Three November Skies

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Two divining rods

dowsing the sky

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A fragment falling

pooling at my feet

Looking from Leith Walk, Edinburgh, on 25th November towards the vestiges of the Shrubhill tramway workshops and power station. The power station opened in 1898 and housed the haulage engines for cable-tramway operations. By 1922 the power station had closed with the tramway workshops continuing in use until 1956.

The site was also once known as the Gallow Lee where a gibbet stood for public executions. There are numerous accounts of murderers, Covenanters, warlocks and witches being executed and buried on the site between 1570 and 1752. 

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Waves of molten lava

breaking  –  on

the blue shore

An early morning sky over Limekilns, Fife on 25th November 2015. The sky as apocalyptic beach.

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sky

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View from the train – take that #BlackFriday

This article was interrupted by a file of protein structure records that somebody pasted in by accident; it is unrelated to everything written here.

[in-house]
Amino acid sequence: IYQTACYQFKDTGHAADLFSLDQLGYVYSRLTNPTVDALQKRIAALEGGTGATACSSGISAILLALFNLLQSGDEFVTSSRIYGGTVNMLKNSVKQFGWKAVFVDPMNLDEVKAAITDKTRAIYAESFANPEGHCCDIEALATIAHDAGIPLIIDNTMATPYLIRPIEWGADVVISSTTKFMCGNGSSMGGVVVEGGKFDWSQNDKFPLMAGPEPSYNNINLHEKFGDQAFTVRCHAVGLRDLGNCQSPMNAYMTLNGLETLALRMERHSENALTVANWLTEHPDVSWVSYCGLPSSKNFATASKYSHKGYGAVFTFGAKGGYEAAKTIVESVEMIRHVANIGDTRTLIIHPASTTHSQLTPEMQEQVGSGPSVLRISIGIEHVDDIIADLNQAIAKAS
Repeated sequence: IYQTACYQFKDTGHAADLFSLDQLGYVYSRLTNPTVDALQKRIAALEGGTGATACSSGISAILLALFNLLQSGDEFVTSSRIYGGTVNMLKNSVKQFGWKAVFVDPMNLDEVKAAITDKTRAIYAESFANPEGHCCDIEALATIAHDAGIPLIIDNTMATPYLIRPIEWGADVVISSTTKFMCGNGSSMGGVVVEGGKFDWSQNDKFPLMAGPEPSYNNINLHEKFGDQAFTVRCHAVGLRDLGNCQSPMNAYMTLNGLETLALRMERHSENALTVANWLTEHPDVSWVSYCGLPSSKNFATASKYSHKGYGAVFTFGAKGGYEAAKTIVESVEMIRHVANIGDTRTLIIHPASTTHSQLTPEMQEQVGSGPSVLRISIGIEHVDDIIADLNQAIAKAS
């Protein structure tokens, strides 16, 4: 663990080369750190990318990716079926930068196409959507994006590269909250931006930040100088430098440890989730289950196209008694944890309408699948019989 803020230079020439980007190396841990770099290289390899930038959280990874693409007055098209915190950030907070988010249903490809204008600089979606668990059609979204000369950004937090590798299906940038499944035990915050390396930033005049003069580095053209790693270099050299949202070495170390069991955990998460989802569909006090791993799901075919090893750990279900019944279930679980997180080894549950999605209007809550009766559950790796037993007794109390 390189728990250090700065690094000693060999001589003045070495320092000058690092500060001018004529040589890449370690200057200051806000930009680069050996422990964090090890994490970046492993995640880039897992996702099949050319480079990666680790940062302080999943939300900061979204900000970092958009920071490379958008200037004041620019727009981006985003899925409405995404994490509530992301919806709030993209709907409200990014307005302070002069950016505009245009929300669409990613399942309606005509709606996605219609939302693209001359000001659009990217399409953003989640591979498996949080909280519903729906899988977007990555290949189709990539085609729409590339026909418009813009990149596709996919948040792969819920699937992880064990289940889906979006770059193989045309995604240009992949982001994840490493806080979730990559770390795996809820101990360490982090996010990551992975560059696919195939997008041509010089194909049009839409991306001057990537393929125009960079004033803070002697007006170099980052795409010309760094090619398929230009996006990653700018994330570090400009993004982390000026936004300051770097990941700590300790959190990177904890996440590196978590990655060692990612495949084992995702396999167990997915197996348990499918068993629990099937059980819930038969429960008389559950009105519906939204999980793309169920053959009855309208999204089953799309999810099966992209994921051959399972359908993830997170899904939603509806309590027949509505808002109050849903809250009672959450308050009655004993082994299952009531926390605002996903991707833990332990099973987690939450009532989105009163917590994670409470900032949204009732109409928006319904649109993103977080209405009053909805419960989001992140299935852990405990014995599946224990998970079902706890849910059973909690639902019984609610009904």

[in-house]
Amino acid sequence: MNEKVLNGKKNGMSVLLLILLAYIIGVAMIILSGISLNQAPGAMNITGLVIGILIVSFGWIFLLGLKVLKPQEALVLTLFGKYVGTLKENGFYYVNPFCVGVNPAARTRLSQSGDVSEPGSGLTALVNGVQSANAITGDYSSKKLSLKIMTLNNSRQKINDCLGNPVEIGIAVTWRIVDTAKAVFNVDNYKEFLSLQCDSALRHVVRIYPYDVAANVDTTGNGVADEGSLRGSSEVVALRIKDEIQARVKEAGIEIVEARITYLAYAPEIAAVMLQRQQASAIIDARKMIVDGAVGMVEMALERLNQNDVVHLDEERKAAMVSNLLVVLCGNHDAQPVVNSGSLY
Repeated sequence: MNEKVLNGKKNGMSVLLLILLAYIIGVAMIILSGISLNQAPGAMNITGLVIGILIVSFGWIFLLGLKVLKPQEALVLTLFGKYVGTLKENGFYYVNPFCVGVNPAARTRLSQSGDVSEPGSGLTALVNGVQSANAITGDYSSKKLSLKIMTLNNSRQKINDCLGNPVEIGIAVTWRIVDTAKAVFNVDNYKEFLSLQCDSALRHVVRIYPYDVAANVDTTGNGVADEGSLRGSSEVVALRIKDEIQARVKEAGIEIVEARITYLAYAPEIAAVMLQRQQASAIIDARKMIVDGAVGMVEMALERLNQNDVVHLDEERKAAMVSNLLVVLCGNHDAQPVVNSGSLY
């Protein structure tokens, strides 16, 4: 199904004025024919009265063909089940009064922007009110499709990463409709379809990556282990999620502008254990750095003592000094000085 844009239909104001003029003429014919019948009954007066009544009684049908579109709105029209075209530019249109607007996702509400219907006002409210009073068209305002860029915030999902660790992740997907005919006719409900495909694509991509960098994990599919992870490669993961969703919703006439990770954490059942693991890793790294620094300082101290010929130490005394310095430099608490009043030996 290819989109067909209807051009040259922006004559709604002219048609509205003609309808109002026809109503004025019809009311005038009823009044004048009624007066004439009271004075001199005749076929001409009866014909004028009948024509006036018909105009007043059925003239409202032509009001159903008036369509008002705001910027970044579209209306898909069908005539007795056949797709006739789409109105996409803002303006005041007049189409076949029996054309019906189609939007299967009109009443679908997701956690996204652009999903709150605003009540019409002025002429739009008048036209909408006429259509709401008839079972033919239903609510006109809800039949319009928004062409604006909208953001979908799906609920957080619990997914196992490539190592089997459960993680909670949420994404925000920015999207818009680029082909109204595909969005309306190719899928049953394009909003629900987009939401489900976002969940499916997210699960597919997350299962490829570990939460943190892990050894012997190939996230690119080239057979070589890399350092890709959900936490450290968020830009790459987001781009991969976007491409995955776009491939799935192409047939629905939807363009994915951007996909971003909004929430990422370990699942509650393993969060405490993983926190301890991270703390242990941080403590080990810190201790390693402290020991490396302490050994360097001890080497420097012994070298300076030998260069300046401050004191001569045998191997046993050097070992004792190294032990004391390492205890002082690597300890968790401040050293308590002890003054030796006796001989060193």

On the East Coast mainline. Taken and posted on Twitter on 27th November 2015.

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Now playing: David Torn – Only Sky

This entry was posted in Ephemera - Encounters, Folk-Lore, Happenstance, Observation, Poetry, Psychogeography, rag-pickings and tagged , , , , , , , , , , , , , , , , , , . Bookmark the permalink.

9 Responses to Three November Skies

  1. Lovely post, as always.

    I’m fascinated by that site at Shrubhill, but didn’t know of the other associations. Something about the empty space in front of the derelict buildings is so resonant; and it’s as though it shouldn’t really exist in the city at all.

    • Thanks Brian. I always find it strange to come across it almost in the middle of Leith Walk. Only became aware of the past associations when looking at the historical land use. Some grizzly tales!

  2. nickgadd says:

    Brilliant skies!

  3. aubrey says:

    An “apocalyptic beach” – I shall look for one at dusk today.

    Do I wish I lived near an ancient gibbet site? I’ll admit to being a bit historically macabre, so the answer would be ‘yes’.

  4. Thanks Aubrey. Here in Fife, you are never too far away from some site with historically macabre connotations. There is a very dark history of witch trials and persecutions throughout Fife.

  5. dobraszczyk says:

    Splendid colours and lovely words.

  6. Jeff says:

    The first picture is pure George Shaw.

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